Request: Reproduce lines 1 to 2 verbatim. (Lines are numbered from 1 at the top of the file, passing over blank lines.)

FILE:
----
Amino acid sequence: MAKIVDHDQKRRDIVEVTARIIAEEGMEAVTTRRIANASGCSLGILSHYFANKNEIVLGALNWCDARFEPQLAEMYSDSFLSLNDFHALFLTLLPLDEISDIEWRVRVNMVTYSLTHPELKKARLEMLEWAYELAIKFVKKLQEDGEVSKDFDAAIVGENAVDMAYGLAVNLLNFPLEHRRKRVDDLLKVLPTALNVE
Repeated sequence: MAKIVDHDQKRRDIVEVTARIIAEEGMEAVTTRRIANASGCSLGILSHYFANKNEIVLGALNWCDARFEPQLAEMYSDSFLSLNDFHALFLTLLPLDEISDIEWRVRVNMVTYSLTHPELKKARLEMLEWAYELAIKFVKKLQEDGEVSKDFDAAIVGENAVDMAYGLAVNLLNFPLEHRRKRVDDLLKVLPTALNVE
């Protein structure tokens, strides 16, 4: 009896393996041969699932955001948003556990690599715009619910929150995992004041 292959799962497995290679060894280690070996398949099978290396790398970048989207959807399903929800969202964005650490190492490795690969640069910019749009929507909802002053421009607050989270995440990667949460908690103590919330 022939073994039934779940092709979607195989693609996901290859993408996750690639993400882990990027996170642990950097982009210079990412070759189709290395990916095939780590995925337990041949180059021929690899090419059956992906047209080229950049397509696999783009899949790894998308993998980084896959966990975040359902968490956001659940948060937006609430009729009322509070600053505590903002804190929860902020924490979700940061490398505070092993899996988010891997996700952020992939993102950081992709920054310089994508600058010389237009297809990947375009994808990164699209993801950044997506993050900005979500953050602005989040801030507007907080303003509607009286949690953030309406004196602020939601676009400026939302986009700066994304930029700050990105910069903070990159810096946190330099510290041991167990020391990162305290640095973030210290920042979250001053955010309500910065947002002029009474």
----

Amino acid sequence: MAKIVDHDQKRRDIVEVTARIIAEEGMEAVTTRRIANASGCSLGILSHYFANKNEIVLGALNWCDARFEPQLAEMYSDSFLSLNDFHALFLTLLPLDEISDIEWRVRVNMVTYSLTHPELKKARLEMLEWAYELAIKFVKKLQEDGEVSKDFDAAIVGENAVDMAYGLAVNLLNFPLEHRRKRVDDLLKVLPTALNVE
Repeated sequence: MAKIVDHDQKRRDIVEVTARIIAEEGMEAVTTRRIANASGCSLGILSHYFANKNEIVLGALNWCDARFEPQLAEMYSDSFLSLNDFHALFLTLLPLDEISDIEWRVRVNMVTYSLTHPELKKARLEMLEWAYELAIKFVKKLQEDGEVSKDFDAAIVGENAVDMAYGLAVNLLNFPLEHRRKRVDDLLKVLPTALNVE